typedef implementation defined iterator; // See
lib.container.requirements
typedef implementation defined const_iterator; // See
lib.container.requirements
typedef std::reverse_iterator<iterator> reverse_iterator;
typedef std::reverse_iterator<const_iterator> const_reverse_iterator;
static const size_type npos = -1;

// lib.string.cons
I assume that the implemetation defined typedefs are bothering you? Now, I
would like to know if it was really all that good if the user (or a smart
IDE) would know or care about what these types are. Certainly, relying on
that type being what it is in a particular implemetation will make your
code non-portable. I would not want to know about this, and maybe I would
not want my IDE to care about it either. Thus, I would suggest to introduce
a special keyword implemetation_defined for the use in fake headers that
makes it clear to everybody (including IDEs) that you are supposed *not* to
know/care about this. Any programmer, who *really needs* to know will have
to find out by himself. But, that might be a good thing.

Besides, there is the additional problem that an implementation defined
type may not be a type expressible with the linguistic means of C++ at all.
It could be just a placeholder for some magic going on within the compiler.
Insisting that those types *must* be for real might come with a performance
penalty in some situations. But I start speculating again, and I do not
that much about compiler design as to asses whether this is really a
problem.
I'm really not sure what makes your "fake" headers "fake". Stroustrup
suggest there are situations in which your approach is applicable. Are
they accessed when the user's code is compiled?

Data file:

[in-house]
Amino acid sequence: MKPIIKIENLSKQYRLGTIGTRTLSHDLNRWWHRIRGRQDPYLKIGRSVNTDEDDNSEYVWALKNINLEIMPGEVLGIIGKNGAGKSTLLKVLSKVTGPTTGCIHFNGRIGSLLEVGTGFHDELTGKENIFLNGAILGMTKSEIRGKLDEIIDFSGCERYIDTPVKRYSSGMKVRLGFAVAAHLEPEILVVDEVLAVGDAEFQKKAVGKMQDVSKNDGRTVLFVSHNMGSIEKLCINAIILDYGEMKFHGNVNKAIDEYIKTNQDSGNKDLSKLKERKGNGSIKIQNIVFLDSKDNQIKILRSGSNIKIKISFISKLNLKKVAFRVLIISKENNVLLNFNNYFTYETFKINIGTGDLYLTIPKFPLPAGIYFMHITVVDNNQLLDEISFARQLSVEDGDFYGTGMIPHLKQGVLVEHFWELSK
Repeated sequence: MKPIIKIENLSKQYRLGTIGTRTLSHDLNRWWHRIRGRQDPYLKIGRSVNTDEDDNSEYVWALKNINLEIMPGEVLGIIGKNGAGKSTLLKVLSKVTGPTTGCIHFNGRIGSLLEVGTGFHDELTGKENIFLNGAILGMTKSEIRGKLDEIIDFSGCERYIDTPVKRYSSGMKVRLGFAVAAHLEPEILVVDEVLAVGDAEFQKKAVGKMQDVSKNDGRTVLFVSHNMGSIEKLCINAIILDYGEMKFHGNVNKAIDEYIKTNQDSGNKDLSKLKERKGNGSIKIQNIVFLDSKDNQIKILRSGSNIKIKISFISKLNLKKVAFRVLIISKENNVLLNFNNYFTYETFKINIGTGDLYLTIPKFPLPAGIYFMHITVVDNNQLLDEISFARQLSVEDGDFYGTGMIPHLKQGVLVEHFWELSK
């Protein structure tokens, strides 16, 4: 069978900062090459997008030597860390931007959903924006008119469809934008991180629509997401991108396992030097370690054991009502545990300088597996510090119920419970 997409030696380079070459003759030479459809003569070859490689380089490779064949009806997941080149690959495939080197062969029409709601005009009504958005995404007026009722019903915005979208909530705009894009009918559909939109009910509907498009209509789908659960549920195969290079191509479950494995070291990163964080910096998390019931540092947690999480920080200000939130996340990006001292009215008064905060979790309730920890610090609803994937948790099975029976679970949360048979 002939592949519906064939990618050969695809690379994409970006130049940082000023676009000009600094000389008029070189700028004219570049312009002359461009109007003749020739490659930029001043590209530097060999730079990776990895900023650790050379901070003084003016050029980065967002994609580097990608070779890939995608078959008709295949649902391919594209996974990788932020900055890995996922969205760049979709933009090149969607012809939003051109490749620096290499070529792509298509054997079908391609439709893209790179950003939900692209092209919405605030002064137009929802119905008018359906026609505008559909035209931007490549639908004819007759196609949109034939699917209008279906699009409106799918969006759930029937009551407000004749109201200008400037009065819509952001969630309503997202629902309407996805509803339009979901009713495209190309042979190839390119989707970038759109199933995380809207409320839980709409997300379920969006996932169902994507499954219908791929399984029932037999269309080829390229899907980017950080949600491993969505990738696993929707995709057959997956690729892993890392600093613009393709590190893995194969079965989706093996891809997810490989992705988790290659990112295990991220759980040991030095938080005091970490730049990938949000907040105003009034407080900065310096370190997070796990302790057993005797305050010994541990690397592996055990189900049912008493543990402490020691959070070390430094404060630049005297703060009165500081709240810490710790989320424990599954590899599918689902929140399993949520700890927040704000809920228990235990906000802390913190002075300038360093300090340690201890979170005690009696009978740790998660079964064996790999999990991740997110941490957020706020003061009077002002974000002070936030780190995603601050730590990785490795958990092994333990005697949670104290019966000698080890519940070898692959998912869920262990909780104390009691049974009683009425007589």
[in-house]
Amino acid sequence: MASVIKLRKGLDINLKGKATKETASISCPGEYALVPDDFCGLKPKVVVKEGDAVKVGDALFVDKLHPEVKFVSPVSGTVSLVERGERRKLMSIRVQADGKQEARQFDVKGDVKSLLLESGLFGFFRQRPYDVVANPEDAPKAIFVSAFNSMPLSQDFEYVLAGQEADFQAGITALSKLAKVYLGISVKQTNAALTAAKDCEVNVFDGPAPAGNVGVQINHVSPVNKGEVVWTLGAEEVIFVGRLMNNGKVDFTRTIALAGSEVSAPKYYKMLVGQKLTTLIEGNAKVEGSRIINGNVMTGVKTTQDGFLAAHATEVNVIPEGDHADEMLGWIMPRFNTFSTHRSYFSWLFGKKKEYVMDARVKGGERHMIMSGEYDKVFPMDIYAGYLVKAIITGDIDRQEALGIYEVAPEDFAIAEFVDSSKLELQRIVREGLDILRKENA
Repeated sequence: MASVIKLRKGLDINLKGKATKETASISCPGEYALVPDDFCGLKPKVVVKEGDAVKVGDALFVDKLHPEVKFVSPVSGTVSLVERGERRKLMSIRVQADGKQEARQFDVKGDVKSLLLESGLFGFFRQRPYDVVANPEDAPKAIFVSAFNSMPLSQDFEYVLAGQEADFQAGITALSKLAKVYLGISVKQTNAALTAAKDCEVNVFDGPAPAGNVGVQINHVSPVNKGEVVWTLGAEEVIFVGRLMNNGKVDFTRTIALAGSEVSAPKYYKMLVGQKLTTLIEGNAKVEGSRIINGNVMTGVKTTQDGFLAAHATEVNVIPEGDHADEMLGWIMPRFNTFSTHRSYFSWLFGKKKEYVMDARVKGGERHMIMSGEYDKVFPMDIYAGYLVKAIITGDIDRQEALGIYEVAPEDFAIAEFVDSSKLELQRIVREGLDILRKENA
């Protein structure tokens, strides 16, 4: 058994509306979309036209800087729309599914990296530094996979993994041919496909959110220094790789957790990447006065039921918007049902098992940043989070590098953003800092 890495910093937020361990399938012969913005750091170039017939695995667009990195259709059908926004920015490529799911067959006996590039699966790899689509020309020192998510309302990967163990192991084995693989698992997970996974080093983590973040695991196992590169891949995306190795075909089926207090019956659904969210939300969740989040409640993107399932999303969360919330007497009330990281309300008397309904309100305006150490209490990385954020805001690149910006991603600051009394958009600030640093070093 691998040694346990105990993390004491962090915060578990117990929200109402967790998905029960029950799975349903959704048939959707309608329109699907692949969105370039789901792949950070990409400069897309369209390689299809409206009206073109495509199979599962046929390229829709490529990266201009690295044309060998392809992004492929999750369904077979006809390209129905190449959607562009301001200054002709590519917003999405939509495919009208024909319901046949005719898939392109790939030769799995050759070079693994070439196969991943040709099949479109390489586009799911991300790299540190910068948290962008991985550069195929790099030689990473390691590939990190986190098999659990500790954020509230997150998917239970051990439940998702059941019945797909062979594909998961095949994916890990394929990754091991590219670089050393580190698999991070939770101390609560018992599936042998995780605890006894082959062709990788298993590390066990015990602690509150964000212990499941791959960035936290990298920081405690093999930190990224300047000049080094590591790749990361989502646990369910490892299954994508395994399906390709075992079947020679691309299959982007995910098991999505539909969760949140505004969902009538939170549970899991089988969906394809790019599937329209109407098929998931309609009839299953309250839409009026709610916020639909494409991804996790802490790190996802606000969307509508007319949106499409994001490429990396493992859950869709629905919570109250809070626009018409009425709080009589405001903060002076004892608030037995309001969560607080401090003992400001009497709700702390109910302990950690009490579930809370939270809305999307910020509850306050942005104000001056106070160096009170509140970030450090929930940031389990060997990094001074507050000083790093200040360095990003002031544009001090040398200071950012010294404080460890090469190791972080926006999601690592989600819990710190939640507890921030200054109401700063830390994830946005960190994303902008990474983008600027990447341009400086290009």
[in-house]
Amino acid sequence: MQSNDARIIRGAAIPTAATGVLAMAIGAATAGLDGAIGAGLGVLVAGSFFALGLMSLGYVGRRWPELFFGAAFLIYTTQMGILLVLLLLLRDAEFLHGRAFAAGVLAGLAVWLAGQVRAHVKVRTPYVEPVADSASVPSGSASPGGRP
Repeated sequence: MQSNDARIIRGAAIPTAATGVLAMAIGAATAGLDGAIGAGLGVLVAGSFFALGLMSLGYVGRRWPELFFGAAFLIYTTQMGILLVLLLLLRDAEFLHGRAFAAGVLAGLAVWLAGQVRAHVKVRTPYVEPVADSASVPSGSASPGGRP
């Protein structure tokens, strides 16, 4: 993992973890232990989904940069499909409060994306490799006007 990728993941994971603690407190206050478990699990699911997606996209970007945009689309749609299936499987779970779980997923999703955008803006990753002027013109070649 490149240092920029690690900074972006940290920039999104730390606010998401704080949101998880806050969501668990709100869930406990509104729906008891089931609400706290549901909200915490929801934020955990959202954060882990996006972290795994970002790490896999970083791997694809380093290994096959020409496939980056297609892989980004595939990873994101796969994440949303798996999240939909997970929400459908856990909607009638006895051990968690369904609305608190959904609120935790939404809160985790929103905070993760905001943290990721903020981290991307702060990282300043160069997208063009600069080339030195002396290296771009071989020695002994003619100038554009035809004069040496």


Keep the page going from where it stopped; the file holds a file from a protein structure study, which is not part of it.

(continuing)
That is precisely what makes them "fake": the compiler does not get to see
them at all. They are entirely for my own inspection. See, my C++ coding
style is still not very mature, and I actually prefer to not declare but to
define right away (sort of the Oberon style). Now, this makes the interface
hard to comprehend as code gets in the way. Thus, I create a second file
with all definitions turned into declarations and all the code removed.
Only the comments describing what the routines do are preserved. Also some
internal stuff, like private fields or helper classes that had to be put in
namespace level and could not be hidden are left out of the fake headers if
they are supposed to be off limits for client code. This file, the fake
header, is for my eyes only!

So the fake header is not put in the include path for my compiler but in a
doc/ directory. Of course there is a certain problem of keeping the header
file and the fake header in sync. But since my code base is not very large,
I can get away with it.

That my compiler does not look at the fake headers has an additional